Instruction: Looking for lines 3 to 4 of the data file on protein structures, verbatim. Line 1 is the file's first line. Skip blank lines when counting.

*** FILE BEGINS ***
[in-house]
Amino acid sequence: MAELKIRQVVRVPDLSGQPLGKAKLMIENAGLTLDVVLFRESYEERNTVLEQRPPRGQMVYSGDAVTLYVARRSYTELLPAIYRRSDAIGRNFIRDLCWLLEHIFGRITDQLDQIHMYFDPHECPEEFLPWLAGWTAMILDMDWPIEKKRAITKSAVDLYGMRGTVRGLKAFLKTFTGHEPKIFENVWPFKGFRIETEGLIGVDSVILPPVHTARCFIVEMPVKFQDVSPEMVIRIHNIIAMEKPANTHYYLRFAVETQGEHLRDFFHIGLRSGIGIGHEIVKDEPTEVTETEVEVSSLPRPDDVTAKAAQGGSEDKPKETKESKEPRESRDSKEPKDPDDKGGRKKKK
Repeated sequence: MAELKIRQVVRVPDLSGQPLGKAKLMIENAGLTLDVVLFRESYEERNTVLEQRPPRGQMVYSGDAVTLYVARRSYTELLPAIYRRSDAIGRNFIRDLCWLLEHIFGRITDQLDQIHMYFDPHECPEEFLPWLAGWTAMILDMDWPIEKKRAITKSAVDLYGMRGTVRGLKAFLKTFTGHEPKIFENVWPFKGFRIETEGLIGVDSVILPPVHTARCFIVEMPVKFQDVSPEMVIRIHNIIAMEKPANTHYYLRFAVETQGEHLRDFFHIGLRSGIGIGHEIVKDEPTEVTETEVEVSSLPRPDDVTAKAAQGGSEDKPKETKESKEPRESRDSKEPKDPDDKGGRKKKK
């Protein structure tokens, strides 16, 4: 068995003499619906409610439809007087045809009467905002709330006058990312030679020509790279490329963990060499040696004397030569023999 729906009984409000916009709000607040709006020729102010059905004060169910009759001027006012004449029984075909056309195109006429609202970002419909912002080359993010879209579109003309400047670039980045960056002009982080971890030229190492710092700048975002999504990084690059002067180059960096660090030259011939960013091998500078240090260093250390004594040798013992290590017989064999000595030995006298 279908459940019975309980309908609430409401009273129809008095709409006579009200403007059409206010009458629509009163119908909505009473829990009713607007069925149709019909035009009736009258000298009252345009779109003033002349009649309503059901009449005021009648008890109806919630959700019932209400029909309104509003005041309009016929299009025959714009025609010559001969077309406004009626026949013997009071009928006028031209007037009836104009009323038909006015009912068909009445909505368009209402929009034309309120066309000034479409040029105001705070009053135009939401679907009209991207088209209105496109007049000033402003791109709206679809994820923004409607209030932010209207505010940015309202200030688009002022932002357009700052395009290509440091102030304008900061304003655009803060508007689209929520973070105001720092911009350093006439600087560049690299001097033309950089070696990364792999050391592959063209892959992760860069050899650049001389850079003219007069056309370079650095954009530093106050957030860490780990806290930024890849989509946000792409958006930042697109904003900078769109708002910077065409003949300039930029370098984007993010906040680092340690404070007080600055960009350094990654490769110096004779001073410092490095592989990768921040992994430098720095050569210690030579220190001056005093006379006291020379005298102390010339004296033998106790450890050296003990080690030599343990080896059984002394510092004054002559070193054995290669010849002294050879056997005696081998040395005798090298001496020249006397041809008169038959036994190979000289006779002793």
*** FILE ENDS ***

Repeated sequence: MAELKIRQVVRVPDLSGQPLGKAKLMIENAGLTLDVVLFRESYEERNTVLEQRPPRGQMVYSGDAVTLYVARRSYTELLPAIYRRSDAIGRNFIRDLCWLLEHIFGRITDQLDQIHMYFDPHECPEEFLPWLAGWTAMILDMDWPIEKKRAITKSAVDLYGMRGTVRGLKAFLKTFTGHEPKIFENVWPFKGFRIETEGLIGVDSVILPPVHTARCFIVEMPVKFQDVSPEMVIRIHNIIAMEKPANTHYYLRFAVETQGEHLRDFFHIGLRSGIGIGHEIVKDEPTEVTETEVEVSSLPRPDDVTAKAAQGGSEDKPKETKESKEPRESRDSKEPKDPDDKGGRKKKK
């Protein structure tokens, strides 16, 4: 068995003499619906409610439809007087045809009467905002709330006058990312030679020509790279490329963990060499040696004397030569023999 729906009984409000916009709000607040709006020729102010059905004060169910009759001027006012004449029984075909056309195109006429609202970002419909912002080359993010879209579109003309400047670039980045960056002009982080971890030229190492710092700048975002999504990084690059002067180059960096660090030259011939960013091998500078240090260093250390004594040798013992290590017989064999000595030995006298 279908459940019975309980309908609430409401009273129809008095709409006579009200403007059409206010009458629509009163119908909505009473829990009713607007069925149709019909035009009736009258000298009252345009779109003033002349009649309503059901009449005021009648008890109806919630959700019932209400029909309104509003005041309009016929299009025959714009025609010559001969077309406004009626026949013997009071009928006028031209007037009836104009009323038909006015009912068909009445909505368009209402929009034309309120066309000034479409040029105001705070009053135009939401679907009209991207088209209105496109007049000033402003791109709206679809994820923004409607209030932010209207505010940015309202200030688009002022932002357009700052395009290509440091102030304008900061304003655009803060508007689209929520973070105001720092911009350093006439600087560049690299001097033309950089070696990364792999050391592959063209892959992760860069050899650049001389850079003219007069056309370079650095954009530093106050957030860490780990806290930024890849989509946000792409958006930042697109904003900078769109708002910077065409003949300039930029370098984007993010906040680092340690404070007080600055960009350094990654490769110096004779001073410092490095592989990768921040992994430098720095050569210690030579220190001056005093006379006291020379005298102390010339004296033998106790450890050296003990080690030599343990080896059984002394510092004054002559070193054995290669010849002294050879056997005696081998040395005798090298001496020249006397041809008169038959036994190979000289006779002793």